FOR IMMEDIATE RELEASE
Date: November 14, 2013
Media Contact: Ashley Wiggin, firstname.lastname@example.org, 206-221-2456
University of Washington School of Nursing Research Assistant Professor Cynthia Price, Ph.D., has received a $1.7 million grant from the National Institute on Drug Abuse (NIDA) to research a unique therapy designed to reduce the relapse rate in women treated for substance abuse.
Cynthia Price with patient“Substance abuse affects millions of women nationwide,” said Price, “and even when the resources are available to treat these women, a substantial number relapse. There is an urgent need to improve our methods for helping women find a successful and sustainable solution to their chemical dependency.
“This research builds on positive results we had with Mindful Awareness in Body-oriented Therapy (MABT) as an adjunct to conventional al substance use disorder treatment programs.”
MABT addresses some of the issues that are most prevalent among women with substance use disorder, including depression and trauma. More than two-thirds of women in treatment report being victims of childhood sexual abuse, and almost 40% were physically abused as children. Research suggests that because of this abuse women are particularly prone to relapse in the face of interpersonal stress.
“Their histories make these women extremely vulnerable,” said Price. “They often have low self-esteem, and they lack the emotional resources to cope well when confronted with interpersonal stresses that many people would consider routine.”
Price developed MABT to teach sensory awareness and tools for emotion regulation. The MABT intervention is delivered as an adjunct to conventional substance use disorder treatment. MABT seeks to address the physiological and psychological components that most often lead back to substance abuse by altering the way in which women respond when confronted with stressful situations.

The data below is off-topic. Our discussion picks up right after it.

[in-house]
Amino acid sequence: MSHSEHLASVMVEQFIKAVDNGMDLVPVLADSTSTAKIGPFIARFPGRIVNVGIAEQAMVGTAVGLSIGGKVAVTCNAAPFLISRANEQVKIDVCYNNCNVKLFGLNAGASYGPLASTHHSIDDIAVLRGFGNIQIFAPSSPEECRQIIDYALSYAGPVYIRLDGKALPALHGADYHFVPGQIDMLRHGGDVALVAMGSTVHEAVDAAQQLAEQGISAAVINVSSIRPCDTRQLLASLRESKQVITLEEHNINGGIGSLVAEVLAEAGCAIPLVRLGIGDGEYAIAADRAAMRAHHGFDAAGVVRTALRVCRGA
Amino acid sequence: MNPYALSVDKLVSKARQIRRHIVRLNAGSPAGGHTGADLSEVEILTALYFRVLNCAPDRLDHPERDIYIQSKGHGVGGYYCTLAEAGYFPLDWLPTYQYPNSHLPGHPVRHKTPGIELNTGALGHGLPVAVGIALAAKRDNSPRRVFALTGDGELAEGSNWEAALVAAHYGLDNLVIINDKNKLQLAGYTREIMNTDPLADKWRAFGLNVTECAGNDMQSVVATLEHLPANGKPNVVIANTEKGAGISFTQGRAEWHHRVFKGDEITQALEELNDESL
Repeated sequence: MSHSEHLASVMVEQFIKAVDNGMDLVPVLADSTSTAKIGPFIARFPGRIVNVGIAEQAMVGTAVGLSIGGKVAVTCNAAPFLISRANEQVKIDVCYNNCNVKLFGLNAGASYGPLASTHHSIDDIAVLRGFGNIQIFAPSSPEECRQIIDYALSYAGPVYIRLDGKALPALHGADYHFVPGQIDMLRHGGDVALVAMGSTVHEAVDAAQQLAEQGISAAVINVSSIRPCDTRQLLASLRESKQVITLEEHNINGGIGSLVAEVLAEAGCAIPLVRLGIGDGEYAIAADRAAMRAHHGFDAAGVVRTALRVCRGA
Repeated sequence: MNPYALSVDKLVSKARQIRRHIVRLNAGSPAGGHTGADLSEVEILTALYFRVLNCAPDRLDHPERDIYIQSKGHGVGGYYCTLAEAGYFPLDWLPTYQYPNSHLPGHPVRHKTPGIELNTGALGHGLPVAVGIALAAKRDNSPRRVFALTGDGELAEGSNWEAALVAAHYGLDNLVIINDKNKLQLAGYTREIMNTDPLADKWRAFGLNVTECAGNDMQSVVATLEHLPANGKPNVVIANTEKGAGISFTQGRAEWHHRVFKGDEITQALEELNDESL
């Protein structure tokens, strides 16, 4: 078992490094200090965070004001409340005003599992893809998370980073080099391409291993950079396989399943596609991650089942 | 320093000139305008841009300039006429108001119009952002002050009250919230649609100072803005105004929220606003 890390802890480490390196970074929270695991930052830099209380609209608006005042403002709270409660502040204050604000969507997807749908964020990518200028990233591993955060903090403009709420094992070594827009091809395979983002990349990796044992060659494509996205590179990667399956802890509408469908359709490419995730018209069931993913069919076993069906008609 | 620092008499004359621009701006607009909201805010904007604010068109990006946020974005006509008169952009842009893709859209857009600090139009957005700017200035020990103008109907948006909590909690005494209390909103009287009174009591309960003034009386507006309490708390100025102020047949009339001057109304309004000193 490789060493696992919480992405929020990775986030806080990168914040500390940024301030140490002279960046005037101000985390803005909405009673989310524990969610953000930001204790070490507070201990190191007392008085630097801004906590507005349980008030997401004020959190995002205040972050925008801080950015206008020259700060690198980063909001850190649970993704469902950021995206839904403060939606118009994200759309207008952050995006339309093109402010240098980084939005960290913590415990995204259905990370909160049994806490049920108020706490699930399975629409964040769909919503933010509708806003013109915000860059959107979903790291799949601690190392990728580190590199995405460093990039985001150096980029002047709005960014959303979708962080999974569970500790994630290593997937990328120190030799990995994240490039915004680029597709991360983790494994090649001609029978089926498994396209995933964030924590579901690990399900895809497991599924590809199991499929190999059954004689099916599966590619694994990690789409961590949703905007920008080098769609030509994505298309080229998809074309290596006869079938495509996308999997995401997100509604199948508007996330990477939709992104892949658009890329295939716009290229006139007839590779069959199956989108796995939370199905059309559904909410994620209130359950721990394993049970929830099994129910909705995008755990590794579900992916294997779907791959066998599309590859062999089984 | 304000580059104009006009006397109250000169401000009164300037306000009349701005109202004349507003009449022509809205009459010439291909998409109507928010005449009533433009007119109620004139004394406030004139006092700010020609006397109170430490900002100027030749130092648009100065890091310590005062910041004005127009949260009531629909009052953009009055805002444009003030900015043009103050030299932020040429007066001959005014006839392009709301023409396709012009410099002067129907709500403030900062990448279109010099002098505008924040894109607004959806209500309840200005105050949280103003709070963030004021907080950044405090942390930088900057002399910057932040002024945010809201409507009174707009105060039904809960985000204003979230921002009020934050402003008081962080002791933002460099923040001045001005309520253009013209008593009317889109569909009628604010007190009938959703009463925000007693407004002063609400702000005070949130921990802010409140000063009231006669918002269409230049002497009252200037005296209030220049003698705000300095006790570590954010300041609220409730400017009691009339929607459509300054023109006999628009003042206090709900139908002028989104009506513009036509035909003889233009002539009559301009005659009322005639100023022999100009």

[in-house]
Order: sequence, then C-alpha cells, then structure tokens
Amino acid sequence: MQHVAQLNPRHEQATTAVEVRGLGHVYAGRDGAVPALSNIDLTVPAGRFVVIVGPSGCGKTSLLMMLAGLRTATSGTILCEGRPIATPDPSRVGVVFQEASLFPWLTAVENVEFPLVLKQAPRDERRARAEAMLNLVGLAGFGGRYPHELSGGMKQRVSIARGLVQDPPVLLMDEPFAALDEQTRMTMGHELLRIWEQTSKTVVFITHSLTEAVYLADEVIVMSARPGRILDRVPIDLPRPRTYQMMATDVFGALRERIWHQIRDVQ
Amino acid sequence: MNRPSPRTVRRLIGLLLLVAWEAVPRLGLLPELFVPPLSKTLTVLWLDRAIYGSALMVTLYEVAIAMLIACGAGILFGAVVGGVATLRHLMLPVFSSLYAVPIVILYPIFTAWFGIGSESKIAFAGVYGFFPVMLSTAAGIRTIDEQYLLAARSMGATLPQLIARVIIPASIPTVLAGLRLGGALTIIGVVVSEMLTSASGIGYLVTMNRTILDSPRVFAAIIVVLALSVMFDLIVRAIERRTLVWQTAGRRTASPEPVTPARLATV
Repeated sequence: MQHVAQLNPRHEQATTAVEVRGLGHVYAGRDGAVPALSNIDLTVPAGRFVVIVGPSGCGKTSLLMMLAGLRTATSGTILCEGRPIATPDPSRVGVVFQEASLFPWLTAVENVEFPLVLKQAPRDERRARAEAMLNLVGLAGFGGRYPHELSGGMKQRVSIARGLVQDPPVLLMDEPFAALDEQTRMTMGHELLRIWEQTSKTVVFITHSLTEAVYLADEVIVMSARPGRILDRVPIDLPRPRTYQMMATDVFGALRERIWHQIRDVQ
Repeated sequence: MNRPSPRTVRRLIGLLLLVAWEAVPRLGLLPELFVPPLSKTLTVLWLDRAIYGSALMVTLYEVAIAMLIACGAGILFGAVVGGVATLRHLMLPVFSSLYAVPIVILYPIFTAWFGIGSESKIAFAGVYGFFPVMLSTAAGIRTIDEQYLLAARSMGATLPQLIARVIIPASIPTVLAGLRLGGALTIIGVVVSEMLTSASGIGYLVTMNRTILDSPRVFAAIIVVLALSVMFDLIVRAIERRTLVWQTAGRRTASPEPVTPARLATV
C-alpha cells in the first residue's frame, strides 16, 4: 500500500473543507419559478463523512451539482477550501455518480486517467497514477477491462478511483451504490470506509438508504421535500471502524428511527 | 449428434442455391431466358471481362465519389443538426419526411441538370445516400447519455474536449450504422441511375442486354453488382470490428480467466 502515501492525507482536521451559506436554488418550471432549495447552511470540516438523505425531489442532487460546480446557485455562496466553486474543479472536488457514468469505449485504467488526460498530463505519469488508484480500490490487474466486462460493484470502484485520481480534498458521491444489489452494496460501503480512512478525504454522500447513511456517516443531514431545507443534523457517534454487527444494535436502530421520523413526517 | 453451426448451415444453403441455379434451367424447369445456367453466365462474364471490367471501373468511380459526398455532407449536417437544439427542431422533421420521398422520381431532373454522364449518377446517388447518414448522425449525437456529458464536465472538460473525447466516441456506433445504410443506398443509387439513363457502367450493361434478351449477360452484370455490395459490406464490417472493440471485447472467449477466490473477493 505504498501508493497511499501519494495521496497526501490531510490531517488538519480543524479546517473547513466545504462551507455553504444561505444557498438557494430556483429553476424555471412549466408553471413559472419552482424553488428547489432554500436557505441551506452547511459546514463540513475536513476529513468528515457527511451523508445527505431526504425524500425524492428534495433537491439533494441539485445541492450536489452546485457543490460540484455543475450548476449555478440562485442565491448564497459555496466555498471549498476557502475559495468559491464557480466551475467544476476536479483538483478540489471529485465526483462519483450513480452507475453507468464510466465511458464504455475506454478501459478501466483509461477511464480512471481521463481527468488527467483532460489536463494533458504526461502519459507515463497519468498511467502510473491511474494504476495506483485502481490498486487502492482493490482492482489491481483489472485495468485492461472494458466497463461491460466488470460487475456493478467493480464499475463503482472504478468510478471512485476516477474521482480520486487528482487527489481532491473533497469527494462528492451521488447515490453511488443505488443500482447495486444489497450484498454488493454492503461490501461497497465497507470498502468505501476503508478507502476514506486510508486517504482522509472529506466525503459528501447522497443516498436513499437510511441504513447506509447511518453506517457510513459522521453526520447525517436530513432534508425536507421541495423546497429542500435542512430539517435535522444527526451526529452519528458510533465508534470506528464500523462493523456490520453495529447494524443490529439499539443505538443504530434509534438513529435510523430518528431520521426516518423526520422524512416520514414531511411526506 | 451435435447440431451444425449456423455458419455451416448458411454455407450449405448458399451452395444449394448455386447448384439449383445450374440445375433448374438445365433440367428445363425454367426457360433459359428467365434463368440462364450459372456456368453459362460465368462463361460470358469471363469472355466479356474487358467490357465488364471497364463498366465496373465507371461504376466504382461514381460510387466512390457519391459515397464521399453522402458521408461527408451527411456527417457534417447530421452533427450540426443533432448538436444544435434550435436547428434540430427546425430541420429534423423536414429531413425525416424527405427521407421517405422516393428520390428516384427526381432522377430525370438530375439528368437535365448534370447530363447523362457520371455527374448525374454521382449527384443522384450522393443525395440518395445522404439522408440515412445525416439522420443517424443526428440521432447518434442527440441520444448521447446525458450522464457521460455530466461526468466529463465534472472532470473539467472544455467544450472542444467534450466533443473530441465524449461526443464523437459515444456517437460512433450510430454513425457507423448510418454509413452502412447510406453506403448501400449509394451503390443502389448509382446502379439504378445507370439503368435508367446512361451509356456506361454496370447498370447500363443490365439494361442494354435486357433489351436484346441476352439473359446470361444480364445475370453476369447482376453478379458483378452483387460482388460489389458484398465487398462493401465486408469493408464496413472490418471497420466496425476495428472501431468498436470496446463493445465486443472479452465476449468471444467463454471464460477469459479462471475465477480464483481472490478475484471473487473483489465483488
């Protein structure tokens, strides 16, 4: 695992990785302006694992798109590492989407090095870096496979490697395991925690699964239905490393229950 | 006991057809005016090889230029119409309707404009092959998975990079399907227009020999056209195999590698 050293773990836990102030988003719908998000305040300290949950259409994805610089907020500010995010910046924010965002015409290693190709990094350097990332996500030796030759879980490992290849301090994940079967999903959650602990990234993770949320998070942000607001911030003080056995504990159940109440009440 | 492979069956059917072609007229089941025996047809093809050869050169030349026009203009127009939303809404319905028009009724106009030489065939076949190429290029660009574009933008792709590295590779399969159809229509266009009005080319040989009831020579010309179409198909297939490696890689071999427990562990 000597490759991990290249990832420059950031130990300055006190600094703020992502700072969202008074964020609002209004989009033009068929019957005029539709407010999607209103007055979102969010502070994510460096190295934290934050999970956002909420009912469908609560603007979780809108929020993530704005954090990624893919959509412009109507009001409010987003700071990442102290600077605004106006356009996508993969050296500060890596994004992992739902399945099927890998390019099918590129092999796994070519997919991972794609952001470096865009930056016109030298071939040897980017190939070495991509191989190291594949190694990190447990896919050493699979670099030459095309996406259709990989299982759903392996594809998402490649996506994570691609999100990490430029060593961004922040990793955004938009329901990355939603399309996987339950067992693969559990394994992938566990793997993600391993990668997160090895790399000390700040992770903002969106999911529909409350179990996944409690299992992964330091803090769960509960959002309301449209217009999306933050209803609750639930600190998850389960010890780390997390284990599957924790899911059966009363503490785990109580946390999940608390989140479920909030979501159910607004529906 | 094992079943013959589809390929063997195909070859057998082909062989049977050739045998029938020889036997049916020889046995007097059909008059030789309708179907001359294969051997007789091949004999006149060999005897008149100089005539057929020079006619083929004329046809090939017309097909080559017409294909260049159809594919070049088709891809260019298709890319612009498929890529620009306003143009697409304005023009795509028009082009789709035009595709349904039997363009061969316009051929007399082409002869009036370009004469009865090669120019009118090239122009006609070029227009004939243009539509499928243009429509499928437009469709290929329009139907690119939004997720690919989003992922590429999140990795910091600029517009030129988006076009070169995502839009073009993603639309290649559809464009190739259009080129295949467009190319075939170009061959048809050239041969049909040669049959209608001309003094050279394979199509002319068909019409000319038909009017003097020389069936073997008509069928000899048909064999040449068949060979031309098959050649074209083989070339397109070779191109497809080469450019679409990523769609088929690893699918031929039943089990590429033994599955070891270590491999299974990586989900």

“There is a physiologically-based disruption in the way these women process internal sensory inputs,” said Price. “MABT combines several techniques to enable women to better identify, self-regulate, and manage their emotions.
“The goal of MABT is to help women learn a new and more adaptive set of responses,” said Price. “Instead of avoidance and disengagement, MABT encourages new and more positive self-care strategies for dealing with stressful situations.”
The current study, which will last approximately four years involves 225 women at two outpatient treatment facilities.
“Establishing the efficacy of MABT from this research would have important implications for women’s substance use disorder treatment,” said Price. “If we can find a way to improve the success rate for those undergoing treatment, it will save lives, reduce law enforcement costs, and enable us to use the available resources to treat more people.”
The University of Washington School of Nursing is consistently a top-rated nursing school, according to U.S. News & World Report. Ranked No. 3 in research funding from the National Institutes of Health, the UW School of Nursing is a national and international leader in improving the health and well-being of individuals, families and communities. The school addresses society’s most pressing challenges in health care through innovative teaching, award winning research and community service. For more information, visit www.nursing.uw.edu.